Hi @jamall1989

There are two factors that determine the dollar amount you are risking per pip on a trade.

- The value of a pip for the currency pair in dollar terms.
- The number of lots you are trading of that particular pair.

Many traders who are new to forex don’t realize the value of a pip varies from one currency pair to the next.

For example, the value of a pip when trading one standard lot (100,000 units or 100K) of EUR/USD, GBP/USD or AUD/USD is example $10. That’s because USD is the counter or quote currency for these pairs.

By contrast, the pip value for EUR/GBP is £10. The pip value for USD/CHF, AUD,CHF and CAD/CHF is 10 Fr. The pip value for USD/JPY, EUR/JPY, and NZD/JPY is ¥1000.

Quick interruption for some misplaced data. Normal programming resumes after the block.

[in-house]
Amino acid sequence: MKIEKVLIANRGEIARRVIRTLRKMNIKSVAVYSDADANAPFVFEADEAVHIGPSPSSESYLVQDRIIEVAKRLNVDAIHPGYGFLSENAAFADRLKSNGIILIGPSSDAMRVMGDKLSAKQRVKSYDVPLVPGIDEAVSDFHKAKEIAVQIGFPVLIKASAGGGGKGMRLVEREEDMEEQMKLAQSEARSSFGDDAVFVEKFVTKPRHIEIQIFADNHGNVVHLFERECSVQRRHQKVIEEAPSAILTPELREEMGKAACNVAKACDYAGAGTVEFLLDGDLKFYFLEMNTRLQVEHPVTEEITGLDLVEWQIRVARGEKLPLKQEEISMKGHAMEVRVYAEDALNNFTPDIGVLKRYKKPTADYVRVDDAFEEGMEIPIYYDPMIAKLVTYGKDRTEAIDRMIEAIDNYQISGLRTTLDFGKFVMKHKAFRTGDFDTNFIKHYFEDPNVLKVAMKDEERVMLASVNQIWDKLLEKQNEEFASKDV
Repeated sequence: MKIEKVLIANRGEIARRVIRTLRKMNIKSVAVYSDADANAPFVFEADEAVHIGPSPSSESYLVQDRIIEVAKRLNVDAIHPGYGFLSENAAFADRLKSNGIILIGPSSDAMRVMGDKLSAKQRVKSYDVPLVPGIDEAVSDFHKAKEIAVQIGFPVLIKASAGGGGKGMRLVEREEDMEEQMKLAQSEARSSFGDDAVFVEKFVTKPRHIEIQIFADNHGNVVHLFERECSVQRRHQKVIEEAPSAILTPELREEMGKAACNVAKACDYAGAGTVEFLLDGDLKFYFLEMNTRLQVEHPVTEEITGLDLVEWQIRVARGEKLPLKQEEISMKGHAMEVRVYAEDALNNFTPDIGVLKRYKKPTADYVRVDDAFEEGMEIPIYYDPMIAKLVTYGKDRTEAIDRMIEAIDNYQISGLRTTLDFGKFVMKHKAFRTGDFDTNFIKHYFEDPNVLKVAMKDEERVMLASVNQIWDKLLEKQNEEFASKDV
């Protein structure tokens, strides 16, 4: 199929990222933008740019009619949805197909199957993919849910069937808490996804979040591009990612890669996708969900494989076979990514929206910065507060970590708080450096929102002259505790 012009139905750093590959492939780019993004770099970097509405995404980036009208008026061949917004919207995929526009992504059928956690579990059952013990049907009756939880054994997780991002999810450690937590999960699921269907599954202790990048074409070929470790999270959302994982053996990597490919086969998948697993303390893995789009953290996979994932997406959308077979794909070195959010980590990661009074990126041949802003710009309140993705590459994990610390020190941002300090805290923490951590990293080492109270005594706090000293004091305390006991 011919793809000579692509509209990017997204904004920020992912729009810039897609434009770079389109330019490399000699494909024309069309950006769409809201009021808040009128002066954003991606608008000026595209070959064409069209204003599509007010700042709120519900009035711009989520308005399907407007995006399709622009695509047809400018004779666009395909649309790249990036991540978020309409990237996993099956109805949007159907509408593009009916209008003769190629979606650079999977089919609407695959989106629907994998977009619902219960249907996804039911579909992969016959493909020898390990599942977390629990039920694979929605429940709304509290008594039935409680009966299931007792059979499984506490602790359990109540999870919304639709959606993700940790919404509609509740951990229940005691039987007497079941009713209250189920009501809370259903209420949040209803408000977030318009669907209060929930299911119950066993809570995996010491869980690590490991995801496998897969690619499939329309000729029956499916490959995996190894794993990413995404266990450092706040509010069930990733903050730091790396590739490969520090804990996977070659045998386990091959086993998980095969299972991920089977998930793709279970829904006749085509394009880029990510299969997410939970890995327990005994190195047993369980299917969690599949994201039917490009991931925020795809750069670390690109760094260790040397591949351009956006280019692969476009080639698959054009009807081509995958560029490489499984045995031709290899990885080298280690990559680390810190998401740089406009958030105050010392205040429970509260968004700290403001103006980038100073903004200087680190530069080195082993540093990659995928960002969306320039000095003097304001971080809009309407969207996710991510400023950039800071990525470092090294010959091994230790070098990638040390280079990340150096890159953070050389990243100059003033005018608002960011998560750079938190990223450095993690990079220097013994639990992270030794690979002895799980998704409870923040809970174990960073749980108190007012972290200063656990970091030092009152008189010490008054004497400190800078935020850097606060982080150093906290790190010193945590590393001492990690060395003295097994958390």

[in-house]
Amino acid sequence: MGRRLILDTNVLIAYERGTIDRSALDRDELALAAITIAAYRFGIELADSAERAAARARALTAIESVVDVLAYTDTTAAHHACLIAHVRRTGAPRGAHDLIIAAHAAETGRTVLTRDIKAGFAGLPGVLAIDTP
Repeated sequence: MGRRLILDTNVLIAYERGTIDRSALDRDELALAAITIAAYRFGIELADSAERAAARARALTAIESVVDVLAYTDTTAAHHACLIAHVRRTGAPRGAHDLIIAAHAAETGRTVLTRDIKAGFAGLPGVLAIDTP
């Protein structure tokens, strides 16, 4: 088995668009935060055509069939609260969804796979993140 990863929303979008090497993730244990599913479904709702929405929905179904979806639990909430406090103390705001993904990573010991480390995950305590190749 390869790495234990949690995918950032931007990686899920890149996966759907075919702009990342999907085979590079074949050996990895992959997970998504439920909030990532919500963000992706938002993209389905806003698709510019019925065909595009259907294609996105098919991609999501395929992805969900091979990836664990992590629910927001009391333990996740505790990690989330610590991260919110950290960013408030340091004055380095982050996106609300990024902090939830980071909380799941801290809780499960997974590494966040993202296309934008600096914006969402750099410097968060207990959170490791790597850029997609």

Most trading platforms will automatically convert these pip values into their US dollar equivalent if your account is denominated in USD, but for the sake of simplicity we will give you an example using EUR/USD.

To risk $5 per pip, your trade size on EUR/USD would need to be half of a standard lot (AKA 5 mini lots or 50,000 units or 50K). On your MT4 platform, this may be expressed as 0.50 volume.

To risk 50 cents per pip, your trade size would have to be 0.05 volume (AKA 5 micro lots or 5,000 units or 5K). To risk $50 per pip, your trade size would have to be 5.00 standard lots (AKA 500,000 units or 500K).

In another discussion, @LaughingCharlie made a good point about why you might not want to risk more than 1% of your account on any trade: How much units cost

For your $500 account, that means risking no more than $5, so even a trade size of 5 micro lots might be too big, because it only gives you 10 pips to risk. Consider trading 1 micro lot or 0.01 volume, so you can risk up to 50 pips per trade.